Just as some sources had begun to speculate that Judge Alan Albright had received the United States Court of Appeals for the Federal Circuit’s (CAFC’s) message on transfer—in light of a slew of decisions reversing his refusals to move cases out of his court—the CAFC yesterday granted two more petitions for mandamus relief, holding the United States District Court for the Western District of Texas clearly abused its discretion in not granting a change of venue.

In December 2020, StratosAudio, Inc. (Stratos) filed patent infringement complaints in the Western District of Texas against Volkswagen and Hyundai (the Petitioners) which are incorporated in New Jersey and California, respectively. The two cases were consolidated on appeal. Since both Volkswagen and Hyundai reside outside of the Western District of Texas, the two companies moved to dismiss or transfer the cases under 28 U.S.C. §1406(a) and Federal Rule of Civil Procedure 12(b)(3).

Eighth Circuit Overturns Injunction for Harassment Allegedly Inspired by Patent Troll Rhetoric

On March 4, the U.S. Court of Appeals for the Eighth Circuit issued a ruling in Tumey v. Mycroft AI, Inc. in which the appellate court overturned the Western District of Missouri’s grant of injunctive relief to Tumey, a patent attorney representing a plaintiff asserting patent claims against Mycroft. The Eighth Circuit found that Tumey had not met the requisite standard of proof to show that Mycroft had engaged in cyber attacks and harassing phone calls targeting Tumey and his family to support injunctive relief. The appellate court also remanded the case with instructions to reassign the case to a different district court judge.

Patent Filings Roundup: Realtor Files IP Edge Declaratory Judgment in Hawaii After Demand Letter; Dog Collar IPR Instituted Over Lengthy Fintiv Arguments; IP Edge Files Another 25+

It was a banner district court week, with 104 patent filings and 64 cases terminated, mostly file-and-settle non-practicing entity (NPE) litigation, and 26 Patent Trial and Appeal Board (PTAB) cases, including Nokia challenging NPE TQ Delta, LLC; Dexcom, Inc. filing against Abbot Diabetes Care Inc.; and Samsung filing against the Fortress IP-funded Netlist, Inc. In a week where IP Edge filed almost 30 new district court cases, one letter recipient filed a declaratory judgment (DJ) action…. This isn’t the first time this year a party has DJ’d IP Edge (a relative rarity given how small the sums involved are), suggesting either that smaller companies are getting fed up or that their campaigns have been broadly applied.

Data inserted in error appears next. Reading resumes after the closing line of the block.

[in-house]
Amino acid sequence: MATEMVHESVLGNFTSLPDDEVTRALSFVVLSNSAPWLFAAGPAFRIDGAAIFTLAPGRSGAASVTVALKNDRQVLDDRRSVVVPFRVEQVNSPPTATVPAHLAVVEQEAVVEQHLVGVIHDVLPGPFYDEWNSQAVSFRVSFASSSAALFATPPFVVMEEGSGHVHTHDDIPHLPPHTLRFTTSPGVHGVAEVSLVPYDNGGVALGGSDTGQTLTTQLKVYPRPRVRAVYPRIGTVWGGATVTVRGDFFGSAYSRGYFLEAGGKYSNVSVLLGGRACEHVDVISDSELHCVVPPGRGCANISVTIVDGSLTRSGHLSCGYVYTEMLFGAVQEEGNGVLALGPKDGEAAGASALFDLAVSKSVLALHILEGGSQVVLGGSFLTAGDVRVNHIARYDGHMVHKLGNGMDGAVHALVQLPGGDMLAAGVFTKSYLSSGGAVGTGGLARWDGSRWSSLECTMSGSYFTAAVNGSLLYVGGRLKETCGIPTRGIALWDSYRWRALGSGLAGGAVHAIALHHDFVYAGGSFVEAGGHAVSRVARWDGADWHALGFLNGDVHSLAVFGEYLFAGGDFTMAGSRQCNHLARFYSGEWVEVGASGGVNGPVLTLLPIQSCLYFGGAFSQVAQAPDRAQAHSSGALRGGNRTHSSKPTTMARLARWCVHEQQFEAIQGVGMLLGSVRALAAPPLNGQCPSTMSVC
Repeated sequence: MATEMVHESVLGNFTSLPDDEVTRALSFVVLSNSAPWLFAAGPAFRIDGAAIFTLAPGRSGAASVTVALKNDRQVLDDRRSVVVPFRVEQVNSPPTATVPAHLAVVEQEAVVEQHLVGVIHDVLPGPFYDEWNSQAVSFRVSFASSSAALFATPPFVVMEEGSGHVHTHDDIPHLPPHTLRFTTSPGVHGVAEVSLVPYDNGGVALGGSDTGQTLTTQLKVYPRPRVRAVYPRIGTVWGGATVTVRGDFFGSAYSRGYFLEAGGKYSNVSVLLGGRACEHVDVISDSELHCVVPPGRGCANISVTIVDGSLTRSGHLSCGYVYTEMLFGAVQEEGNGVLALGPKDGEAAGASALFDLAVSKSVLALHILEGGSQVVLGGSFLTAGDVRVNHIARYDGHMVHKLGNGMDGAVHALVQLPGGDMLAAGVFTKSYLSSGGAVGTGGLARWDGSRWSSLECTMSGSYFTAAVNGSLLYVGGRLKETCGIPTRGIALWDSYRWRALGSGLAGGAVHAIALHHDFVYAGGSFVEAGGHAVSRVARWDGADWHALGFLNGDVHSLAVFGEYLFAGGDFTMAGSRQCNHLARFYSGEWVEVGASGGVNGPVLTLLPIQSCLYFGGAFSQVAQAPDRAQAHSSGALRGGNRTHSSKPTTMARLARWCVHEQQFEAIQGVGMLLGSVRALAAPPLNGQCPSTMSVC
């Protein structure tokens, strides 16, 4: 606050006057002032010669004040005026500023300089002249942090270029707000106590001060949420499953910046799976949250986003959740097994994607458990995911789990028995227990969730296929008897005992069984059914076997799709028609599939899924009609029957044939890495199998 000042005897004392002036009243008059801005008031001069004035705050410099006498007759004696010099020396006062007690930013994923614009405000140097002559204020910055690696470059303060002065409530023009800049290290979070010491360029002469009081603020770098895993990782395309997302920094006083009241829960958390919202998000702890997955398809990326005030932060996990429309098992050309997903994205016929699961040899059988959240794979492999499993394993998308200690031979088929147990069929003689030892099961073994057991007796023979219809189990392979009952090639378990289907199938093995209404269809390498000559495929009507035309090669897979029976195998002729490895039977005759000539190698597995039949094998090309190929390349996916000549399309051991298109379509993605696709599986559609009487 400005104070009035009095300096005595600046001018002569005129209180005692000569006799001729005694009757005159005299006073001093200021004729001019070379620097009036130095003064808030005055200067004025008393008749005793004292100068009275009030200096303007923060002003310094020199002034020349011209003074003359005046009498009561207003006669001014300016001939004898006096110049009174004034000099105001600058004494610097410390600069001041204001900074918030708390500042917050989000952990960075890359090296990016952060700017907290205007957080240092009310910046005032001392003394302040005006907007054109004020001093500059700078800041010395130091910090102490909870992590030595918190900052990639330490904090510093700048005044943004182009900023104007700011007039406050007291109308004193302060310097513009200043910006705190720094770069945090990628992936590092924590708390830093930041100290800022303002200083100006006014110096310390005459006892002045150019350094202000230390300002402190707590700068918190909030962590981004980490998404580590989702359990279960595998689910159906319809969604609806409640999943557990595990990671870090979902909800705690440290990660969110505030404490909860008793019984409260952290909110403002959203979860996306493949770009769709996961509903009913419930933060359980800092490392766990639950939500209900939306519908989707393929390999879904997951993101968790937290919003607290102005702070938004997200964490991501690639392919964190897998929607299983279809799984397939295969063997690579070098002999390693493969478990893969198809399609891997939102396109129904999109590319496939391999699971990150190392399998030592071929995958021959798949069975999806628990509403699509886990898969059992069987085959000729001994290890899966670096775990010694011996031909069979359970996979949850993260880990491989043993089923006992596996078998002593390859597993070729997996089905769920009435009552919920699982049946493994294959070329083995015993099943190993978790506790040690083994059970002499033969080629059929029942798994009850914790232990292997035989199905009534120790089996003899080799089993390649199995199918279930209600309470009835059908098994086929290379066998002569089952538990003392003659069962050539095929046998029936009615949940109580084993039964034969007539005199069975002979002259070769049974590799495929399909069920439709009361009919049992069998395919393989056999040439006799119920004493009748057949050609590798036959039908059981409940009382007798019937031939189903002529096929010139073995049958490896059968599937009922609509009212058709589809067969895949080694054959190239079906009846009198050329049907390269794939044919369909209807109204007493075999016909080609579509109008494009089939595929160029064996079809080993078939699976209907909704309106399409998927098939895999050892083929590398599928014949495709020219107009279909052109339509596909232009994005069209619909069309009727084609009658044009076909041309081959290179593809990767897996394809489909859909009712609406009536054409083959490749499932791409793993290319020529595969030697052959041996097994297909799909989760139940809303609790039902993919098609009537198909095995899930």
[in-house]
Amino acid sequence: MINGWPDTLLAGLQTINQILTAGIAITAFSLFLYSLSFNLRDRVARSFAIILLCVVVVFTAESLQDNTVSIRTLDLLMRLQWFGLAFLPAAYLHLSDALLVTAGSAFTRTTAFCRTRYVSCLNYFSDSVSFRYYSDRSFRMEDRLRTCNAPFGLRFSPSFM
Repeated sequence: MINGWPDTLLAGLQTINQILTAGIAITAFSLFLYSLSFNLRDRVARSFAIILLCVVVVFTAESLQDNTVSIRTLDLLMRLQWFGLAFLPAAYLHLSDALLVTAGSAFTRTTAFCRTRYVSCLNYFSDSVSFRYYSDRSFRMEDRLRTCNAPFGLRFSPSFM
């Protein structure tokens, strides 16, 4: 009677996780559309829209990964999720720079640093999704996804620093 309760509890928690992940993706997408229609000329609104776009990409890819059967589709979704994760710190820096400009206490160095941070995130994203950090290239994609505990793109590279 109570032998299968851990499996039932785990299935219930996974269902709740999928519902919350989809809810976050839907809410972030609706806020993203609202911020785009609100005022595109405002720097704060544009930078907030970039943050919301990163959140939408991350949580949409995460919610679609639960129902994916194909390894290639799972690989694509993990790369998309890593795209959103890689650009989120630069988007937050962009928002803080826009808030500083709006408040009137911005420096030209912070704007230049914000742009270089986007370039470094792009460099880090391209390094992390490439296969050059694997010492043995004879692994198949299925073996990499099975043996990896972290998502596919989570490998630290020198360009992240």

Restaurants Take Aim at Google, Alleging Deceptive Online Ordering Scheme

The operators of a number of Lime Fresh Mexican Grill franchises have filed a lawsuit in the Northern District of California on behalf of a nationwide class of restaurants claiming that Google, LLC has engaged in deceptive practices and misappropriation of their goodwill and tradenames by directing consumers to Google-operated pages for online ordering and delivery. The complaint explains that Google changed the way it displays restaurant search results in 2019, confusing customers into ordering through Google-designed ordering buttons and pages, thereby robbing the restaurants of direct online orders. Instead, customers are fooled into ordering through delivery service providers Google has contracted with, which charge exorbitant fees to the restaurants, says the complaint.

Patent Filings Roundup: Joao Sub Hauls Shipping Industry into Albright’s Court; IP Investments Sub Targets Realty Companies with IV Patents

With 69 new district court patent filings and 24 Patent Trial and Appeal Board (PTAB) challenges (all inter partes reviews), it was a now-routine end-of-the-month filing spree for IP Edge subsidiaries, with 23 new complaints by such entities. The PTAB dockets continue to be dominated by cases against litigation-funded entities like Magentar Capital’s Scramoge, Fortress IP’s VLSI and Jawbone, and WSOU, plus the seemingly now-regular trickle of cases between Apple and Ericsson. Big-ticket assertor Agis Software disclaimed challenged claims in an IPR brought by Google and Samsung, thus cancelling the claims; and some ANDA-related litigation kicked off before various district courts.